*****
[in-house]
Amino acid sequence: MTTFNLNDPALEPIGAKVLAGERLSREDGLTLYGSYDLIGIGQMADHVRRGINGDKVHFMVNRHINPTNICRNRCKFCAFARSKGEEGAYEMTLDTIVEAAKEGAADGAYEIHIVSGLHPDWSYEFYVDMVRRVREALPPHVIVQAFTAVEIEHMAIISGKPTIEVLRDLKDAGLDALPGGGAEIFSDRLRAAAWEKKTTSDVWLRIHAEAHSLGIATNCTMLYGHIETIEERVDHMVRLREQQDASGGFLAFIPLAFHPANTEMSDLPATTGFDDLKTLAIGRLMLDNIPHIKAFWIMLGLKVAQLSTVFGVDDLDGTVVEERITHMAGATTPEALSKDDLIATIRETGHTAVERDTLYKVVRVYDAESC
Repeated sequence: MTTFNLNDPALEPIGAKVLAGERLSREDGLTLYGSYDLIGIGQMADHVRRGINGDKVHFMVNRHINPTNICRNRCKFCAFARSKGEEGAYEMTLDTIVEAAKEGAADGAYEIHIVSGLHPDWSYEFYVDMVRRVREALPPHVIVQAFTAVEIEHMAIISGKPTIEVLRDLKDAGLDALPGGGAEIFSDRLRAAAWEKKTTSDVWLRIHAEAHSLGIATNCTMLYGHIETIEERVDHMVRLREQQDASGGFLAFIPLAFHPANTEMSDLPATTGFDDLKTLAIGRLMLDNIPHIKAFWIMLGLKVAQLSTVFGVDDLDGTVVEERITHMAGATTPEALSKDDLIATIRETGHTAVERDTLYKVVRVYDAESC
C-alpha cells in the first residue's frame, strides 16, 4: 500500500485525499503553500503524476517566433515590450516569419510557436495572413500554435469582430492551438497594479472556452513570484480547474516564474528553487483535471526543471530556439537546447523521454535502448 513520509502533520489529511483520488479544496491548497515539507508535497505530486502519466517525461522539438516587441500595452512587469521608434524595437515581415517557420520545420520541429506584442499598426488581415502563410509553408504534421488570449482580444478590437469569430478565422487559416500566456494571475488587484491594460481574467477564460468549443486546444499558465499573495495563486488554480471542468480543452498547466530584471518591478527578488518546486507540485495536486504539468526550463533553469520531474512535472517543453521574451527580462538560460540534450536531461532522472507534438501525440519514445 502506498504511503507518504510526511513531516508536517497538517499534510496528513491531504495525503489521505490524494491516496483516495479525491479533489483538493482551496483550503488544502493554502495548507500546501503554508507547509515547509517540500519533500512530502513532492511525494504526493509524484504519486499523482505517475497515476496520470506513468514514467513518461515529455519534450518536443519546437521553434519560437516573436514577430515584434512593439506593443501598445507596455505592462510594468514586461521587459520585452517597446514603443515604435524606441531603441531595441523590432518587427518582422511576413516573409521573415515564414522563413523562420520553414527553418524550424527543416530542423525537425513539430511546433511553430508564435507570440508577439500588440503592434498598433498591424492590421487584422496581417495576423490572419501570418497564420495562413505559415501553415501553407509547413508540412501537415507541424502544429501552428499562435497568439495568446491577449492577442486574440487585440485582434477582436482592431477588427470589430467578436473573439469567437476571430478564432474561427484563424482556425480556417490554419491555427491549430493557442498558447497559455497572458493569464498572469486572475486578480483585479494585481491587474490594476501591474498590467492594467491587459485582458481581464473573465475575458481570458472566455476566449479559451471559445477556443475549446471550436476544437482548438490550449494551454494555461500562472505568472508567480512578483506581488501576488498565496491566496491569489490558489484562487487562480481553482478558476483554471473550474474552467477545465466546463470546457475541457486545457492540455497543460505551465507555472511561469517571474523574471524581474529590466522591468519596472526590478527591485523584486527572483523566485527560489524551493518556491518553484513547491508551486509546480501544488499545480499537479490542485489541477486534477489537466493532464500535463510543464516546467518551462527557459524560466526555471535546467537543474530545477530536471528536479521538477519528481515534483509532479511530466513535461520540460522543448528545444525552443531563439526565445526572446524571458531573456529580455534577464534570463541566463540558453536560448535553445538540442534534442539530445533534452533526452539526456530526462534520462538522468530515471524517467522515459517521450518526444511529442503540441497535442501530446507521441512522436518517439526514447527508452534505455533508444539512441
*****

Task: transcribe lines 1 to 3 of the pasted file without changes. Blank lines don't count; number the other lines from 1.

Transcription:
[in-house]
Amino acid sequence: MTTFNLNDPALEPIGAKVLAGERLSREDGLTLYGSYDLIGIGQMADHVRRGINGDKVHFMVNRHINPTNICRNRCKFCAFARSKGEEGAYEMTLDTIVEAAKEGAADGAYEIHIVSGLHPDWSYEFYVDMVRRVREALPPHVIVQAFTAVEIEHMAIISGKPTIEVLRDLKDAGLDALPGGGAEIFSDRLRAAAWEKKTTSDVWLRIHAEAHSLGIATNCTMLYGHIETIEERVDHMVRLREQQDASGGFLAFIPLAFHPANTEMSDLPATTGFDDLKTLAIGRLMLDNIPHIKAFWIMLGLKVAQLSTVFGVDDLDGTVVEERITHMAGATTPEALSKDDLIATIRETGHTAVERDTLYKVVRVYDAESC
Repeated sequence: MTTFNLNDPALEPIGAKVLAGERLSREDGLTLYGSYDLIGIGQMADHVRRGINGDKVHFMVNRHINPTNICRNRCKFCAFARSKGEEGAYEMTLDTIVEAAKEGAADGAYEIHIVSGLHPDWSYEFYVDMVRRVREALPPHVIVQAFTAVEIEHMAIISGKPTIEVLRDLKDAGLDALPGGGAEIFSDRLRAAAWEKKTTSDVWLRIHAEAHSLGIATNCTMLYGHIETIEERVDHMVRLREQQDASGGFLAFIPLAFHPANTEMSDLPATTGFDDLKTLAIGRLMLDNIPHIKAFWIMLGLKVAQLSTVFGVDDLDGTVVEERITHMAGATTPEALSKDDLIATIRETGHTAVERDTLYKVVRVYDAESC